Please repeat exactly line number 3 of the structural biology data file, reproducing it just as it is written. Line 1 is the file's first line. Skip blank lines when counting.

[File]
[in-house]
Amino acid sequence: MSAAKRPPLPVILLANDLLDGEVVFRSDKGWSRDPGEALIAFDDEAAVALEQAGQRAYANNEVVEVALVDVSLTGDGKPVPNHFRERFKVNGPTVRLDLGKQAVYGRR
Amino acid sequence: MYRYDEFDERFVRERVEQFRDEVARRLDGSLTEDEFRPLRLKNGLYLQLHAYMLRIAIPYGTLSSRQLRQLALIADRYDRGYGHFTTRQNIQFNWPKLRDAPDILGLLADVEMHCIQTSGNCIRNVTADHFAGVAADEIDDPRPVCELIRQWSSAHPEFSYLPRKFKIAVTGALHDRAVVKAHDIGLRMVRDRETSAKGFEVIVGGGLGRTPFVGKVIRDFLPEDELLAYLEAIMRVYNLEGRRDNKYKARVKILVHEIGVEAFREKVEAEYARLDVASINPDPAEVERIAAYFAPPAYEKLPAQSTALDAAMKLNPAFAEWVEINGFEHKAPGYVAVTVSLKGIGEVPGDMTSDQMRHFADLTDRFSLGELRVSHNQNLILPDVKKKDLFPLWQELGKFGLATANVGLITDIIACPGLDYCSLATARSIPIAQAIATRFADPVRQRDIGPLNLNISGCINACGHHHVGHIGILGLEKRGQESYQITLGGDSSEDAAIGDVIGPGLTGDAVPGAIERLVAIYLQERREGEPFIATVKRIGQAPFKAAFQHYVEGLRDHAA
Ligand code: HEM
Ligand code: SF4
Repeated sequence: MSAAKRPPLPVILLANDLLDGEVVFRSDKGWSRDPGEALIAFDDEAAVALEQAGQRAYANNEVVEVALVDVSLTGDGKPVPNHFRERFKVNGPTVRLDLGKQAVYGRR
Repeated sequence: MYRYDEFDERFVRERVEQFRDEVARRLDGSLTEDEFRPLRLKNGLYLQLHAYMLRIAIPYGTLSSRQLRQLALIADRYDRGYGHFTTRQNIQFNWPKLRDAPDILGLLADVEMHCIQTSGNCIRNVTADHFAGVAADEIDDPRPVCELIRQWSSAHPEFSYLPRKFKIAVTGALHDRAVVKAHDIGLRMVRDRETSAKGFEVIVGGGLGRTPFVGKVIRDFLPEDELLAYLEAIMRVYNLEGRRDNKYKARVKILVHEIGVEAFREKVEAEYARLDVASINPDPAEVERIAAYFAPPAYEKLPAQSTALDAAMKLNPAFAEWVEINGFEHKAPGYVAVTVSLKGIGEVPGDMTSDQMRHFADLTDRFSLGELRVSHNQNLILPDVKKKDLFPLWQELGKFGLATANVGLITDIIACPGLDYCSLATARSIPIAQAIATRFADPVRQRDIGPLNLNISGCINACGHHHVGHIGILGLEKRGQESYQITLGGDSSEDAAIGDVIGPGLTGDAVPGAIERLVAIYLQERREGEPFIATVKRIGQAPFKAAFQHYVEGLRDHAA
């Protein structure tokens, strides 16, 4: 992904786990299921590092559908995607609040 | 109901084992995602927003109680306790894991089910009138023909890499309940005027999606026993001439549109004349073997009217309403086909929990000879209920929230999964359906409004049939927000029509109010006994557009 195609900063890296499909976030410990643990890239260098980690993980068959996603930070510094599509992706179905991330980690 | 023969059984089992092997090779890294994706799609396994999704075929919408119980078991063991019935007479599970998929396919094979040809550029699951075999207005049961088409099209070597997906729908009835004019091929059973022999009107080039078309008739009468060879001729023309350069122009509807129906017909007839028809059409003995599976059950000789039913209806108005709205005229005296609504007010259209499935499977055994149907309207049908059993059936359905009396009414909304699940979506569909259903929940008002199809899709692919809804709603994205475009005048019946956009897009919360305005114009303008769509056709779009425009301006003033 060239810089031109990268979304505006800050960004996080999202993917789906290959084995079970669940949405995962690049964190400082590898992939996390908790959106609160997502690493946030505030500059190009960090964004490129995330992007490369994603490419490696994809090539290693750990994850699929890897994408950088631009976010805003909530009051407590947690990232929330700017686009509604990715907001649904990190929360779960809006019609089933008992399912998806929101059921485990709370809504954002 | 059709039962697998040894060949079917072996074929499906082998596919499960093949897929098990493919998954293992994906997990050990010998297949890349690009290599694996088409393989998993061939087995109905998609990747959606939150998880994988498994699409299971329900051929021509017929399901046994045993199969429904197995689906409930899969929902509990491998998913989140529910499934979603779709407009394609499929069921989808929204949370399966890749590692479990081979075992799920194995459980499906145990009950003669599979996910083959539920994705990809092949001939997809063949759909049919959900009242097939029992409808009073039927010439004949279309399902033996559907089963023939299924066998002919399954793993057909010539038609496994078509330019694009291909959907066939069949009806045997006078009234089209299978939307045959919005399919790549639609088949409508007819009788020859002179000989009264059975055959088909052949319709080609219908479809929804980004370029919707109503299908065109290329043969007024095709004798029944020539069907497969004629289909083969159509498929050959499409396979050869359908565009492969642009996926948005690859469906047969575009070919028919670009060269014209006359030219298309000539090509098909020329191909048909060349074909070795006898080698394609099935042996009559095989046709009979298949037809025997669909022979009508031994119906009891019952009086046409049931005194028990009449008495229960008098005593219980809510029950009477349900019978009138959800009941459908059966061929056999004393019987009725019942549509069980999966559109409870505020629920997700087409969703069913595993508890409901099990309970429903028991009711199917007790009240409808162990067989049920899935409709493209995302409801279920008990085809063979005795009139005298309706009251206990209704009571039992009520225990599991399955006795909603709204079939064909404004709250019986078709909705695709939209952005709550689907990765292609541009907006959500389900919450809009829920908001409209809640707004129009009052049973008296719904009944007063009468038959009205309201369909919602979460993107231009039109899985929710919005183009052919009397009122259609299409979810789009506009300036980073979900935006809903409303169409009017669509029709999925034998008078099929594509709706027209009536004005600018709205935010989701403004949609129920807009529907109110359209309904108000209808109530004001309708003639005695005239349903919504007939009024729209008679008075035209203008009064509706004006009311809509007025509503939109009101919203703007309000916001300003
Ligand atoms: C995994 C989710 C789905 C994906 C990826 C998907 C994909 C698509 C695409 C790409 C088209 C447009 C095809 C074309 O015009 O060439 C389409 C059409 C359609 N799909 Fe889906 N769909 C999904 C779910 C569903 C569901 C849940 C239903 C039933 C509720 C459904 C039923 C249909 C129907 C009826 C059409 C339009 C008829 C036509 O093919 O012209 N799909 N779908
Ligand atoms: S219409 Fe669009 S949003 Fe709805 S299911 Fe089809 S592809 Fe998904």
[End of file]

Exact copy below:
Amino acid sequence: MYRYDEFDERFVRERVEQFRDEVARRLDGSLTEDEFRPLRLKNGLYLQLHAYMLRIAIPYGTLSSRQLRQLALIADRYDRGYGHFTTRQNIQFNWPKLRDAPDILGLLADVEMHCIQTSGNCIRNVTADHFAGVAADEIDDPRPVCELIRQWSSAHPEFSYLPRKFKIAVTGALHDRAVVKAHDIGLRMVRDRETSAKGFEVIVGGGLGRTPFVGKVIRDFLPEDELLAYLEAIMRVYNLEGRRDNKYKARVKILVHEIGVEAFREKVEAEYARLDVASINPDPAEVERIAAYFAPPAYEKLPAQSTALDAAMKLNPAFAEWVEINGFEHKAPGYVAVTVSLKGIGEVPGDMTSDQMRHFADLTDRFSLGELRVSHNQNLILPDVKKKDLFPLWQELGKFGLATANVGLITDIIACPGLDYCSLATARSIPIAQAIATRFADPVRQRDIGPLNLNISGCINACGHHHVGHIGILGLEKRGQESYQITLGGDSSEDAAIGDVIGPGLTGDAVPGAIERLVAIYLQERREGEPFIATVKRIGQAPFKAAFQHYVEGLRDHAA